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Here’s an early look at Basketball Hall of Famer Chris Webber’s massive Detroit cannabis facility

October 6, 2021

The Webber Wellness Compound will provide consumption zones, job training, and expungements for the NBA All-Star’s hometown

Basketball Hall of Famer Chris Webber will open a cannabis compound in southwest Detroit. The Detroit native broke ground on the 180,000-square-foot facility last week with partners Lavetta Willis and Jason Wild. 

The $50 million facility will be owned by Player Only Holdings, founded by Webber and Willis to focus on “cannabis assets (cultivation and retail), brand partnerships and creative content development and management (Agency),” according to a press release.

Chris Webber, right, Lavetta Willis, left, and Jason Wild at ceremonial groundbreaking for Players Only Facility in Southwest Detroit. (Candice Williams, The Detroit News)

The compound will have major cultivation, dispensary, and consumption areas for the public. There will also be a training program run by Cookies U and job placement opportunities in budtending and cultivating for underrepresented groups.

“We’re trying to get people from the community,” Willis said. “We don’t need to go outside of the community. Right here in Detroit is where we’re going to select people for the training.”

In November, Detroit announced that half of its 75 cannabis licenses would go to “legacy residents” of the city.

Projected design of the Webber Wellness Compound, which will include cultivation, a dispensary, consumption areas, and training programs. (Player Only Holdings)

Willis announced that they will focus on including those who have been excluded from the industry, particularly Black and Brown communities, both business owners and other roles.

“Some people don’t want to be business owners so we want to make sure that everybody gets a chance to participate in this growing, amazing industry,” she said.

Webber revealed that the training will include a three-month intensive program covering a wide range of jobs, from budtending, or selling cannabis, to cultivating marijuana.

detroit
Half of the Detroit’s recreational marijuana licenses will go to “legacy residents.” (AdobeStock)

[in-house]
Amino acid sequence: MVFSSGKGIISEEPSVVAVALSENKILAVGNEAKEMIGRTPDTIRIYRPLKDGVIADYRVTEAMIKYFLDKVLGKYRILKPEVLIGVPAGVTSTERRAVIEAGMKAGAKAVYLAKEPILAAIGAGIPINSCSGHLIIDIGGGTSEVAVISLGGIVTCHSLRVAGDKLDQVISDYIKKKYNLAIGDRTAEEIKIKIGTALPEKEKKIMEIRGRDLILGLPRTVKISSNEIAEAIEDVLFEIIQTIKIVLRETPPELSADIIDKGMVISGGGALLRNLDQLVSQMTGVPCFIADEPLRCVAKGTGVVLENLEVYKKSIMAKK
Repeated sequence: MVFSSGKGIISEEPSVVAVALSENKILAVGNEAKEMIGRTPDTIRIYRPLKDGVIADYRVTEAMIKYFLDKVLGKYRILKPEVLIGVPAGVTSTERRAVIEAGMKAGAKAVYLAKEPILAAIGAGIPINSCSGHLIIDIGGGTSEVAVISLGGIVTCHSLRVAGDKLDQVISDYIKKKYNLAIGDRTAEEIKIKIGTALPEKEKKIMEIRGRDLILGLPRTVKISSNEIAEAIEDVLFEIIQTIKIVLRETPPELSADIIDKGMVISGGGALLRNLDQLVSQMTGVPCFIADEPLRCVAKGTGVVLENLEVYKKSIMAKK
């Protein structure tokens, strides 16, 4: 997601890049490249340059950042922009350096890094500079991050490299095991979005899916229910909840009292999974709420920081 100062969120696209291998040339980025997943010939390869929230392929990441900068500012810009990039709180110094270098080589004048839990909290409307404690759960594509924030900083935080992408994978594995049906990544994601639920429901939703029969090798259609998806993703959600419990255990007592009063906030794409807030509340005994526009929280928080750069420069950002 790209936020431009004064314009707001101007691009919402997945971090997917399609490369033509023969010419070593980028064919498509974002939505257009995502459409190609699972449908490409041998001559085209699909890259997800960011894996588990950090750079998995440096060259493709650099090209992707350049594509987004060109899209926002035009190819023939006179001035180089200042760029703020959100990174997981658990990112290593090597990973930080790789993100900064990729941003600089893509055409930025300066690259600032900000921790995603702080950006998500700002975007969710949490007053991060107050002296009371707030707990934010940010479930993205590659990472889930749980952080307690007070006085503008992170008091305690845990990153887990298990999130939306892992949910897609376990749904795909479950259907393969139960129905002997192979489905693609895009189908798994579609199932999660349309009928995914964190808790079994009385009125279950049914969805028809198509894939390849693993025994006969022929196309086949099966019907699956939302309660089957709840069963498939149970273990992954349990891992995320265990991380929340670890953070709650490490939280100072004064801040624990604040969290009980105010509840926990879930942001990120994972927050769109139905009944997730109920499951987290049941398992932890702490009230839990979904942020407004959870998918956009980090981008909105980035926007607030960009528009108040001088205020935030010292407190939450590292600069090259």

Another component of the project is the WebberWildWillis Foundation. The nonprofit will serve Black and Brown communities negatively affected by the War on Drugs.

Jason Wild of JW Asset Management helped boost the project with his $100 million private equity cannabis fund, which launched in February. His firm manages over $1 billion in assets, meaning the Webber Wellness Compound will have considerable support from Wild’s network.

“This is an area that has been desperately needing investment, and for folks to come and recognize the history and the attributes of this community,” said Wayne County Commissioner Jonathan Kinloch of the deal. “Chris has always been Detroit. He has always pushed Detroit wherever he was.”

Webber’s complex will also offer a virtual GED program and financial literacy. “This is my biggest priority in life,” Webber said. “I’ve seen who [Willis] and I have helped across the country and the lives that have been disrupted by cannabis. Hopefully, we can do a little bit of repairing. Hopefully, we can help the city.”

The freshly minted 2021 Naismith Basketball Hall of Famer recently moved back home to oversee this and other projects for his community. “It feels so good to come home and to be a part of all the great things again,” he added.

Webber was a national star while playing for Detroit Country Day High School. He became a basketball icon in college as the star for Michigan University’s Fab Five and became a five-time All Star as a pro with the NBA’s Sacramento Kings.

The new development is located on Michigan Avenue, less than a mile from Ford Motor Co.’s newly renovated location. As many as 5,000 employees could soon be frequenting the area as they leave work, providing a great customer base for the compound’s commercial operations.

The project will cover nine acres, with construction slated to start this fall. Phase one is projected to be completed by March 2022.

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Calvin Stovall

Calvin Stovall is Leafly's East Coast Editor.

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